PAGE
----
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Author Topic: Illinois Purchases Most Of Prison Work Program's Products  (Read 584 times)

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Offline Forevermah

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Illinois Purchases Most Of Prison Work Program's Products
« on: November 30, 2015, 06:40:18 AM »




Illinois Purchases Most Of Prison Work Program's Products

November 21, 2015 9:54 am


CARBONDALE, Ill. (AP) — Illinois' prison work program is responsible for generating $52.6 million worth of products and services this past fiscal year while offering skills to inmates, the state Department of Corrections says.

The prisoners earn on average $1.90 an hour as part of Illinois Correctional Industries, a business the department said was started to help them earn skills and money, The (Carbondale) Southern Illinoisan reported (http://bit.ly/1kAtYtg ).

The program operates in 17 of the state's two dozen prisons, and state agencies purchase about 97 percent of the products and services, Illinois Corrections Department spokeswoman Nicole Wilson said.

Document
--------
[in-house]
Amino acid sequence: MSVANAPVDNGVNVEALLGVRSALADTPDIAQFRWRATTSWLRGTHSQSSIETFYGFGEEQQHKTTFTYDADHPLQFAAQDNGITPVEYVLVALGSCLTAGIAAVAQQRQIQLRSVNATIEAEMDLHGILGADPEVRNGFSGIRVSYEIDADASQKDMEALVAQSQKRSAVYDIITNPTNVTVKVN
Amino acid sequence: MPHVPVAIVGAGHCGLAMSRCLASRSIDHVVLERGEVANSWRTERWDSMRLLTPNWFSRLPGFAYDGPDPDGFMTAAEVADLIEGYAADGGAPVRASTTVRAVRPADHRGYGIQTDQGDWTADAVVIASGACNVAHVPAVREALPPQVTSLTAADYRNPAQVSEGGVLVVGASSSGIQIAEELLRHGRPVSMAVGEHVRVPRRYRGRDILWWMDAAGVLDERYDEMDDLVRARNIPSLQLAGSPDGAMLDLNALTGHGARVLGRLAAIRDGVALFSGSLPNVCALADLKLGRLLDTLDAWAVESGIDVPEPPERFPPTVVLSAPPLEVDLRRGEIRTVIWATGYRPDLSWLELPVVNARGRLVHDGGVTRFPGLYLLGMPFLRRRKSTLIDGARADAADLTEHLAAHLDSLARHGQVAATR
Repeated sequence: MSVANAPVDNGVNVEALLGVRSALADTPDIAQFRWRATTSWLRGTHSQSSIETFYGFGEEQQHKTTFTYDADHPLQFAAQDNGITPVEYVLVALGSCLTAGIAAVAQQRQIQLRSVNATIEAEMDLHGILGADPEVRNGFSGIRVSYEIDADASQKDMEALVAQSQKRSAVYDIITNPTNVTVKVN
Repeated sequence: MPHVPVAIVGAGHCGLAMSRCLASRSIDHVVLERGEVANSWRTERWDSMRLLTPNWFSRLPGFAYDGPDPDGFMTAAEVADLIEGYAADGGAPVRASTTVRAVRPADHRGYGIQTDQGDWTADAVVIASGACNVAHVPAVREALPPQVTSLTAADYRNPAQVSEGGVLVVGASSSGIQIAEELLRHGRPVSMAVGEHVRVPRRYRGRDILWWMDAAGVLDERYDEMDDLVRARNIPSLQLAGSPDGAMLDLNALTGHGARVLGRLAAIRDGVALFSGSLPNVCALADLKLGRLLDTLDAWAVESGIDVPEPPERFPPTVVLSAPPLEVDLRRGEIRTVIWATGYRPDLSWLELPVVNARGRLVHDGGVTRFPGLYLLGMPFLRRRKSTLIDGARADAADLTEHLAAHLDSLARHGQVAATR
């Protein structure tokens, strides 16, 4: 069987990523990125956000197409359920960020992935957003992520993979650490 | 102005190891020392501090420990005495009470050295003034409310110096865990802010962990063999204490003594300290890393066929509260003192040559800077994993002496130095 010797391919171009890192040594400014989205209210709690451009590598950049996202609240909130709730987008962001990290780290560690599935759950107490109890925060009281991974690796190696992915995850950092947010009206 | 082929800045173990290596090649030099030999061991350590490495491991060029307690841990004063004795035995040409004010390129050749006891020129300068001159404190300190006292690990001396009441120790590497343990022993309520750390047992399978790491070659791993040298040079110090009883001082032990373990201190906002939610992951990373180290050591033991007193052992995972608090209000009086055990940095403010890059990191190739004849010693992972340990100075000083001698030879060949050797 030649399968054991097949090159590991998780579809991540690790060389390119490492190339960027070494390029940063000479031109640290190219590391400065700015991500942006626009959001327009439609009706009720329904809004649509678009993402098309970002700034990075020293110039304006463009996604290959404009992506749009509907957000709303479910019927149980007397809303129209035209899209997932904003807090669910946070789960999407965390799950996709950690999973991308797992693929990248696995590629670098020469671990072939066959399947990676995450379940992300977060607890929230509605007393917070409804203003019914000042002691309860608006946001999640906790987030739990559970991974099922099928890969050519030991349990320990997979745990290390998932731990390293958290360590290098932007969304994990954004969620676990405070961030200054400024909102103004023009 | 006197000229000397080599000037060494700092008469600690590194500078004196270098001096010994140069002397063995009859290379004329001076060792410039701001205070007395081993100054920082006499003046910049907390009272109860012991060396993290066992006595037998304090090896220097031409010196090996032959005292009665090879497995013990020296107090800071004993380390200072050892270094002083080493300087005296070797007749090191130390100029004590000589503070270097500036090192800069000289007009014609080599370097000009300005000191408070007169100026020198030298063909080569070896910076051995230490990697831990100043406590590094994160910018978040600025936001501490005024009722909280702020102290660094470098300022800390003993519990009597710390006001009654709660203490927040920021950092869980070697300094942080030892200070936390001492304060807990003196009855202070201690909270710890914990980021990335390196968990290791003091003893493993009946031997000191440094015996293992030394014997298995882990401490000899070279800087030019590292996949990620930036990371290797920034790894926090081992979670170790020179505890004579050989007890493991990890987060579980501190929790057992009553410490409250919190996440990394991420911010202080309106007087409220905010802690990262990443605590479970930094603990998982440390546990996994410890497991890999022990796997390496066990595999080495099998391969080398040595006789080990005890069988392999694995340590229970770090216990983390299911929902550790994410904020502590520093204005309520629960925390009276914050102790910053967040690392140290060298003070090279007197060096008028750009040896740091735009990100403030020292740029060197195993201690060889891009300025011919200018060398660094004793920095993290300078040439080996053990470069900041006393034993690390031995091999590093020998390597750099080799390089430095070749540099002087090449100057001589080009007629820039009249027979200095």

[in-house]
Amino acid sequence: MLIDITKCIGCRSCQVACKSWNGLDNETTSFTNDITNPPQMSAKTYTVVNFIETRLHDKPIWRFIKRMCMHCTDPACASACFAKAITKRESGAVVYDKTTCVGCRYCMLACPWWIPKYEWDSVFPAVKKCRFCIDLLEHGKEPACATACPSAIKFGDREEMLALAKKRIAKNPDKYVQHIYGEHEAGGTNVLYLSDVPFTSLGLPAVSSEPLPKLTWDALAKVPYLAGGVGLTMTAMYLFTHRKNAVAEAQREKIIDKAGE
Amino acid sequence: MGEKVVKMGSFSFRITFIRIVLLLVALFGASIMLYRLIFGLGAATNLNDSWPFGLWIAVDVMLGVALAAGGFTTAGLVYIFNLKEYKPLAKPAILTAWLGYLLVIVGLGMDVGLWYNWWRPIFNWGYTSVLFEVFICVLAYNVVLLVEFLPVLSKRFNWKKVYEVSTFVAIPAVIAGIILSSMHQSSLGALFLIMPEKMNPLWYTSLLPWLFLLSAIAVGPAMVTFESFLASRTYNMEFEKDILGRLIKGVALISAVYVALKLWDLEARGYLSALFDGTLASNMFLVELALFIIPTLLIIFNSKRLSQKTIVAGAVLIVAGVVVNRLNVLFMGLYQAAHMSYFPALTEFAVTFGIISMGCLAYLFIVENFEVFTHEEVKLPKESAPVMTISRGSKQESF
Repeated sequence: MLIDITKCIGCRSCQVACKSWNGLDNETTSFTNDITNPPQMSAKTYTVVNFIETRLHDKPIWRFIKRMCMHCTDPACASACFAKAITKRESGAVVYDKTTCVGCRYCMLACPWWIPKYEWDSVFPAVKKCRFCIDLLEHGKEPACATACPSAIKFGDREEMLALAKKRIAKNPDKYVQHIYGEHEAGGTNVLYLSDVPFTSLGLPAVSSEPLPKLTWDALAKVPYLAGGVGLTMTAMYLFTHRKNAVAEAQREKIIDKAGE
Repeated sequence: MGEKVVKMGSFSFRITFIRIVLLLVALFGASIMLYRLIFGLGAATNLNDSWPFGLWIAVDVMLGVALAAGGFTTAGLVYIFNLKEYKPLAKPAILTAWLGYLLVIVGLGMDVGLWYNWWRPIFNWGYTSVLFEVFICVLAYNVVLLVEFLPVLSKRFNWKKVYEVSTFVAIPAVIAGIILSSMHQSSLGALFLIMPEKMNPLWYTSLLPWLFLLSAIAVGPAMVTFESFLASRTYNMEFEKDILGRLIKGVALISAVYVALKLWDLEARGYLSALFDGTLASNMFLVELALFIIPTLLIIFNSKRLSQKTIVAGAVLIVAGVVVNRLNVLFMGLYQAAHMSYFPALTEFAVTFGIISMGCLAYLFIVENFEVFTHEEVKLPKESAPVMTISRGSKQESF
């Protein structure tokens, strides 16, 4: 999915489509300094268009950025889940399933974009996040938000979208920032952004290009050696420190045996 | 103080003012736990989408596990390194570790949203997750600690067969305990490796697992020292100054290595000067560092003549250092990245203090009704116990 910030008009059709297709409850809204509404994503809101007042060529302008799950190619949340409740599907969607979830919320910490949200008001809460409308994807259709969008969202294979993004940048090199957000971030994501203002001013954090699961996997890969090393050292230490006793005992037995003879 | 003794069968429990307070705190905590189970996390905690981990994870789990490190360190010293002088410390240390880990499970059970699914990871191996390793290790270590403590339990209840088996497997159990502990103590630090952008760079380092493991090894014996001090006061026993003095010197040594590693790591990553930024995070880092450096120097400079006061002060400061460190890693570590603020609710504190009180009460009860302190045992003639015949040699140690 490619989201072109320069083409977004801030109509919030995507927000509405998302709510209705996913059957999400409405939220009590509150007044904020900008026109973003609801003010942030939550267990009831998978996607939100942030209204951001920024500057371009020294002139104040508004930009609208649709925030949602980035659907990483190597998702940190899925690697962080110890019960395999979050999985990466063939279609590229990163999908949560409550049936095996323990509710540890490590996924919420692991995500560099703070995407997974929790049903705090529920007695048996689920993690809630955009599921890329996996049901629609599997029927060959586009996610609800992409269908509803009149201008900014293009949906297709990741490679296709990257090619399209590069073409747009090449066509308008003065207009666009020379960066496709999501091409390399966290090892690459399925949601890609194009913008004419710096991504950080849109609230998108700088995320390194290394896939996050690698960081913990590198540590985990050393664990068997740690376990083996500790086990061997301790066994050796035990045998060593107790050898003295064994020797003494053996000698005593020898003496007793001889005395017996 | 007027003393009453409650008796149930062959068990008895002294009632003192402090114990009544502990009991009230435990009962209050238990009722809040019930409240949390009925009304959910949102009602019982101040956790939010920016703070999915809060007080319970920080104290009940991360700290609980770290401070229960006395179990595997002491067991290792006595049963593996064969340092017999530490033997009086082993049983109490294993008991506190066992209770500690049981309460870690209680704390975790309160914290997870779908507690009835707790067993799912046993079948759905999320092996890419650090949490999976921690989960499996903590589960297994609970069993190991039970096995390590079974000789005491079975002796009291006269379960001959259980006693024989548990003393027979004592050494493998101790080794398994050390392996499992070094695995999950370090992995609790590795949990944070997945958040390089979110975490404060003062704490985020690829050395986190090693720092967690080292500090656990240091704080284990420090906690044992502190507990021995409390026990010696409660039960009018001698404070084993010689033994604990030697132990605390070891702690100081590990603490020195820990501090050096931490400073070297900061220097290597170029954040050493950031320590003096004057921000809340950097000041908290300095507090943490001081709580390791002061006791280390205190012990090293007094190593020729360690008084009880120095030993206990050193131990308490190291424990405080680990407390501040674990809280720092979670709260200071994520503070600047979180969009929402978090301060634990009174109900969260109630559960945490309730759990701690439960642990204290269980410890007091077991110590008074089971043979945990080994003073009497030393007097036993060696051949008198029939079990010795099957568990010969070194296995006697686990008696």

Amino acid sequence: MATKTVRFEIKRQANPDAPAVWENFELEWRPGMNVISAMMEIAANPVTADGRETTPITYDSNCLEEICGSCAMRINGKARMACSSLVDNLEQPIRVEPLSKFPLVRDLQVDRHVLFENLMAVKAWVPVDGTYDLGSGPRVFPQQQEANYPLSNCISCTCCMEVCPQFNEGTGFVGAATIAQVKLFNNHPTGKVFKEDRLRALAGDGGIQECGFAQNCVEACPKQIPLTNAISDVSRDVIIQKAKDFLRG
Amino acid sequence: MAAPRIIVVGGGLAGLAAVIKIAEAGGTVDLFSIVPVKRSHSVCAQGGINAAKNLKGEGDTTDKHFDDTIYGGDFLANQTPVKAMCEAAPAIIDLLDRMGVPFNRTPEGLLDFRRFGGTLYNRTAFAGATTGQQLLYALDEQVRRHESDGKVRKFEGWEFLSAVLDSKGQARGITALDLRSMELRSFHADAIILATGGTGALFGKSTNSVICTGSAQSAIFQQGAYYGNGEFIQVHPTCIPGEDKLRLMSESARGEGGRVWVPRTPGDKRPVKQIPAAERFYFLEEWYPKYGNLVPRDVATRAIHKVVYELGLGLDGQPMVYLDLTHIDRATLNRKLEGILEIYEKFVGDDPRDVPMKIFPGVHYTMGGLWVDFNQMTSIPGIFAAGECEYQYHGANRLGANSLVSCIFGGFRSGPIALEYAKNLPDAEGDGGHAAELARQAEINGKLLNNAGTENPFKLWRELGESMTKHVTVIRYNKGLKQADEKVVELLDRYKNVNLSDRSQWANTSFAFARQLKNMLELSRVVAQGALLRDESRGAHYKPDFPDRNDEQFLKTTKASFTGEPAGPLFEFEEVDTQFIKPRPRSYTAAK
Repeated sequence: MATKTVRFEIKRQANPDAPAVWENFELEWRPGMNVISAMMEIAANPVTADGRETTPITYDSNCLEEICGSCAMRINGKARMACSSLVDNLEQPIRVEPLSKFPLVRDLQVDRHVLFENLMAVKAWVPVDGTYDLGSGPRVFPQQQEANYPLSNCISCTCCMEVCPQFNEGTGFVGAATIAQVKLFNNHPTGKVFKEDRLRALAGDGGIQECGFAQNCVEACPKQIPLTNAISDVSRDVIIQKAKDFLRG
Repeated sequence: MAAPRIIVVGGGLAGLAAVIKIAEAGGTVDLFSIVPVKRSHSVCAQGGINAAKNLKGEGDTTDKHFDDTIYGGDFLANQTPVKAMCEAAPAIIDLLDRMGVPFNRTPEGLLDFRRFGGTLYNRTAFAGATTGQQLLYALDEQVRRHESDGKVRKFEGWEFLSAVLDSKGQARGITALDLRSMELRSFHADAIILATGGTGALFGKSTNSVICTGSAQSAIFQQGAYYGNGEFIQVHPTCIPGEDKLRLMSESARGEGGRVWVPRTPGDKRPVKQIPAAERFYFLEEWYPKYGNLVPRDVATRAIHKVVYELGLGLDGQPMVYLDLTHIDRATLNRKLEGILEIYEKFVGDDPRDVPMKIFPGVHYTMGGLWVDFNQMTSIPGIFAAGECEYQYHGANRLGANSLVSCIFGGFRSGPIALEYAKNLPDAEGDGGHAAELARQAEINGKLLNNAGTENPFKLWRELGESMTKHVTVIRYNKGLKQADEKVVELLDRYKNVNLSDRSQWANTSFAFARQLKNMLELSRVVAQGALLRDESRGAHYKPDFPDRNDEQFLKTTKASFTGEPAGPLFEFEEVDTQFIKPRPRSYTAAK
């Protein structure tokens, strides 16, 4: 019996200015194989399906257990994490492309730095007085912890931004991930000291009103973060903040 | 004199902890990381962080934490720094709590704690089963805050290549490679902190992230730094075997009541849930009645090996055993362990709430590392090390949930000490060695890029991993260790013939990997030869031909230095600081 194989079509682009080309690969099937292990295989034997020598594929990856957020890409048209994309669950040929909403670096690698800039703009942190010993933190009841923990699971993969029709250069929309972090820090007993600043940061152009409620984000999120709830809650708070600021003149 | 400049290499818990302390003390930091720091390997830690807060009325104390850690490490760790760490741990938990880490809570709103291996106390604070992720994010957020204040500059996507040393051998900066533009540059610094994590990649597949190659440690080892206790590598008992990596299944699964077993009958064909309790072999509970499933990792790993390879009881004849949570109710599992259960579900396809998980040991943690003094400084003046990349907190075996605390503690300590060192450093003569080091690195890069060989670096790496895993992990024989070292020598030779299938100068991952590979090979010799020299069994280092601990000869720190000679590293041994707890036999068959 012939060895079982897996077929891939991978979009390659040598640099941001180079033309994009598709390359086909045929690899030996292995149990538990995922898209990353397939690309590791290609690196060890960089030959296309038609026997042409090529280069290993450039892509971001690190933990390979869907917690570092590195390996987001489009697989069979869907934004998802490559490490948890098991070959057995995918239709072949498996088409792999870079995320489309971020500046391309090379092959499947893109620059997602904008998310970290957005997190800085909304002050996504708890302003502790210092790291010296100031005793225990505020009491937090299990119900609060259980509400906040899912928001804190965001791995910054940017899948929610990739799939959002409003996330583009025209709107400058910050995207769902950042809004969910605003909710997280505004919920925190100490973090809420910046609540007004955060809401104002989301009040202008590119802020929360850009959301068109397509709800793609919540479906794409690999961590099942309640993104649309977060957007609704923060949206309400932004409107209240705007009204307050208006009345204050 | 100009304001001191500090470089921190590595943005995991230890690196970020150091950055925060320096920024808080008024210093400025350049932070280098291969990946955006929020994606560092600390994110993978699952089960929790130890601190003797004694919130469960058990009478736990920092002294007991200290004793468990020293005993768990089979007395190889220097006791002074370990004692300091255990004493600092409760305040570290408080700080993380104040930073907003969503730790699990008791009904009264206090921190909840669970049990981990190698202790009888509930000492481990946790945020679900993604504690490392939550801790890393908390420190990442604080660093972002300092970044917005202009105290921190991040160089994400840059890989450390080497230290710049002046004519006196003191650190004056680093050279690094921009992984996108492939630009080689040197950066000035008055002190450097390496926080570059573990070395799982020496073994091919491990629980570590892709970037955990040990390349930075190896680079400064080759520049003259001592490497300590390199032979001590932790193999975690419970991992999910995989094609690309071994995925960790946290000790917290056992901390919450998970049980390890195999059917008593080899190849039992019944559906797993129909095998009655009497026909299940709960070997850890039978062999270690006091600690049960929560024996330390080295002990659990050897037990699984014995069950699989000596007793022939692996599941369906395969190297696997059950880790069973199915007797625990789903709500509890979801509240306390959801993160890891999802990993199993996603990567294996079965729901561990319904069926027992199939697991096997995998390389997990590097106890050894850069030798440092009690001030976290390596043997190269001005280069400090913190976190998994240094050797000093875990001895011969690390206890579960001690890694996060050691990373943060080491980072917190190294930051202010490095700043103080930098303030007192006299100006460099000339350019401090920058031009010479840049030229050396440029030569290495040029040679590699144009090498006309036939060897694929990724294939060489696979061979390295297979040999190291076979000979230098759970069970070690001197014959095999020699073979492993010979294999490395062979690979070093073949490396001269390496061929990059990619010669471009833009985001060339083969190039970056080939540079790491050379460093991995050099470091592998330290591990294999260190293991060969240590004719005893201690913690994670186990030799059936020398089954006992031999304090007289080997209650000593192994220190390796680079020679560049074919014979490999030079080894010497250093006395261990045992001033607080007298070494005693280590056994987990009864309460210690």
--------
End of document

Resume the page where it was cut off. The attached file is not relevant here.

Inmates can earn between 30 cents and $2.25 an hour. They can participate if they have a high school diploma and acceptable prison disciplinary record. Those who participate have lower recidivism rates, Wilson said.

"The most important product we produce is a changed person," Wilson said. "We are equipping people with skills designed to help them find and keep employment, and earn a livable wage, once they go home to communities across Illinois."

Rahim Khalil had a maintenance job at Vienna Correctional Center while he was incarcerated in the early 1990s. Khalil was able to save $700, which he said he used to help him restart his life in Carbondale.

"That was part of my plan," Khalil said.

Examples of jobs for prisoners include processing meat, milk and baking goods; making clothing and mattresses; and making cleaning supplies like brooms, wax and soap. Workers also make furniture that's used in university residence halls and offices, or work in recycling services.

Michael Davis, executive director of the Lutheran Social Services' Prison and Family Ministry in Marion, oversees a school that helps prisoners as they transition back to jobs and society. He said the program raises inmates' self-esteem.

"Programs like that can only help if you're giving an individual a skill," Davis said. "You're trying to give them an honest skill — (unlike the) skill that bought them to prison. It definitely has to give the individual some hope."

http://www.pantagraph.com/news/state-and-regional/illinois/illinois-purchases-most-of-prison-work-program-s-products/article_5340cc58-9a18-5762-94bf-2910fcd65017.html
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